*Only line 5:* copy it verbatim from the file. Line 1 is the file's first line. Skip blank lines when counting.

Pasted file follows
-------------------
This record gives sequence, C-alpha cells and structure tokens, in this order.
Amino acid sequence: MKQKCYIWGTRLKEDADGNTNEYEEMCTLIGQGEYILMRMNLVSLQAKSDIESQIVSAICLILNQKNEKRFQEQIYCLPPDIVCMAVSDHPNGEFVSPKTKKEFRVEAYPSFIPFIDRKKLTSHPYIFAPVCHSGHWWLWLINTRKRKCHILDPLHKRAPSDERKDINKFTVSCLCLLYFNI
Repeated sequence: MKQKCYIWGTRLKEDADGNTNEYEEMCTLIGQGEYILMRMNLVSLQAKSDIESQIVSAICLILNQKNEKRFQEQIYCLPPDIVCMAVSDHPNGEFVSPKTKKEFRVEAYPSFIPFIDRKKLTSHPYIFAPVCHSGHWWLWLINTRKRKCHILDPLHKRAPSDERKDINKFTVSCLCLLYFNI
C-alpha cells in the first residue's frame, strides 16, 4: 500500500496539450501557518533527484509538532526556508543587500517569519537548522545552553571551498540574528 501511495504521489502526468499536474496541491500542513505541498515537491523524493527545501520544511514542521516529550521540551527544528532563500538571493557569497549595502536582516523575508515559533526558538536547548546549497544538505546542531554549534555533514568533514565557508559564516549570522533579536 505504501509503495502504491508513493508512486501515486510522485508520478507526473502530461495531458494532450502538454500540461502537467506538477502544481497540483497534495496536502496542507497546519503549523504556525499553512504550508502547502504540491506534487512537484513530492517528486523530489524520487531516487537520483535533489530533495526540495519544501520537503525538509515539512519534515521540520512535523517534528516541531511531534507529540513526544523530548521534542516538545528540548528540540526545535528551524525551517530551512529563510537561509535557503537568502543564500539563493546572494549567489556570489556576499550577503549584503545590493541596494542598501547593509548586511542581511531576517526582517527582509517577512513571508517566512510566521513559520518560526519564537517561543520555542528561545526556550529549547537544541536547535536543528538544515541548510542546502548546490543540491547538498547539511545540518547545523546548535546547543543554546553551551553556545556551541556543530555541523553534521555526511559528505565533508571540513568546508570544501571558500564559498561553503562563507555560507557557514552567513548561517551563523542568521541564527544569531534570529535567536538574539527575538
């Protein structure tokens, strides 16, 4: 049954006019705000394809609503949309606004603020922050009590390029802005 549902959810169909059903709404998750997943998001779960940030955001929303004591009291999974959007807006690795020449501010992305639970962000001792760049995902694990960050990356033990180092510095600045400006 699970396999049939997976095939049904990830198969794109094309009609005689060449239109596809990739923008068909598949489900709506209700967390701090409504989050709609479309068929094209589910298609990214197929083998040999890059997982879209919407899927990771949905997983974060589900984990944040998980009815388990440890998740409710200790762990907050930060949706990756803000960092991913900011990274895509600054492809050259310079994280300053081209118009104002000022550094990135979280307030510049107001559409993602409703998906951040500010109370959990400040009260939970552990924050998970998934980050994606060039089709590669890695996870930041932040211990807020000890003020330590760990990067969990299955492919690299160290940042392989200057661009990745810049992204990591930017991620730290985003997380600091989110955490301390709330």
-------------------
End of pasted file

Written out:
């Protein structure tokens, strides 16, 4: 049954006019705000394809609503949309606004603020922050009590390029802005 549902959810169909059903709404998750997943998001779960940030955001929303004591009291999974959007807006690795020449501010992305639970962000001792760049995902694990960050990356033990180092510095600045400006 699970396999049939997976095939049904990830198969794109094309009609005689060449239109596809990739923008068909598949489900709506209700967390701090409504989050709609479309068929094209589910298609990214197929083998040999890059997982879209919407899927990771949905997983974060589900984990944040998980009815388990440890998740409710200790762990907050930060949706990756803000960092991913900011990274895509600054492809050259310079994280300053081209118009104002000022550094990135979280307030510049107001559409993602409703998906951040500010109370959990400040009260939970552990924050998970998934980050994606060039089709590669890695996870930041932040211990807020000890003020330590760990990067969990299955492919690299160290940042392989200057661009990745810049992204990591930017991620730290985003997380600091989110955490301390709330």